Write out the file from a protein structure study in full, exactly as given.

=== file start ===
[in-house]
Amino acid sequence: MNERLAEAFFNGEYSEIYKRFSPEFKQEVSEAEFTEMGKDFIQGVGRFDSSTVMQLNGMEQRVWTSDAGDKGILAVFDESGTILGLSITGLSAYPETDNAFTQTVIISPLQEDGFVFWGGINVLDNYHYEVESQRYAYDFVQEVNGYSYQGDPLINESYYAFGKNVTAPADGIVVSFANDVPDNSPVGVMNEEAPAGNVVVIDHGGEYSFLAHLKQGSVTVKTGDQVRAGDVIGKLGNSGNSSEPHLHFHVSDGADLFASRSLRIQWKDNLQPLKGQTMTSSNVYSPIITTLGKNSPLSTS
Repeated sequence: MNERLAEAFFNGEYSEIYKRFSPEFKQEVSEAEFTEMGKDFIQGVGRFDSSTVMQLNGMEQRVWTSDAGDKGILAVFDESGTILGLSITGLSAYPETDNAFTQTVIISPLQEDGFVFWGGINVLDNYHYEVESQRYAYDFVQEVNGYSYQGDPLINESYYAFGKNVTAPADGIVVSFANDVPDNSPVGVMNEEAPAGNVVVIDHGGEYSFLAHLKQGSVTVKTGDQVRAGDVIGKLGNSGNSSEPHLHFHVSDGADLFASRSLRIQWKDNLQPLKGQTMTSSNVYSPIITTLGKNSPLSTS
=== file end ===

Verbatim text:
[in-house]
Amino acid sequence: MNERLAEAFFNGEYSEIYKRFSPEFKQEVSEAEFTEMGKDFIQGVGRFDSSTVMQLNGMEQRVWTSDAGDKGILAVFDESGTILGLSITGLSAYPETDNAFTQTVIISPLQEDGFVFWGGINVLDNYHYEVESQRYAYDFVQEVNGYSYQGDPLINESYYAFGKNVTAPADGIVVSFANDVPDNSPVGVMNEEAPAGNVVVIDHGGEYSFLAHLKQGSVTVKTGDQVRAGDVIGKLGNSGNSSEPHLHFHVSDGADLFASRSLRIQWKDNLQPLKGQTMTSSNVYSPIITTLGKNSPLSTS
Repeated sequence: MNERLAEAFFNGEYSEIYKRFSPEFKQEVSEAEFTEMGKDFIQGVGRFDSSTVMQLNGMEQRVWTSDAGDKGILAVFDESGTILGLSITGLSAYPETDNAFTQTVIISPLQEDGFVFWGGINVLDNYHYEVESQRYAYDFVQEVNGYSYQGDPLINESYYAFGKNVTAPADGIVVSFANDVPDNSPVGVMNEEAPAGNVVVIDHGGEYSFLAHLKQGSVTVKTGDQVRAGDVIGKLGNSGNSSEPHLHFHVSDGADLFASRSLRIQWKDNLQPLKGQTMTSSNVYSPIITTLGKNSPLSTS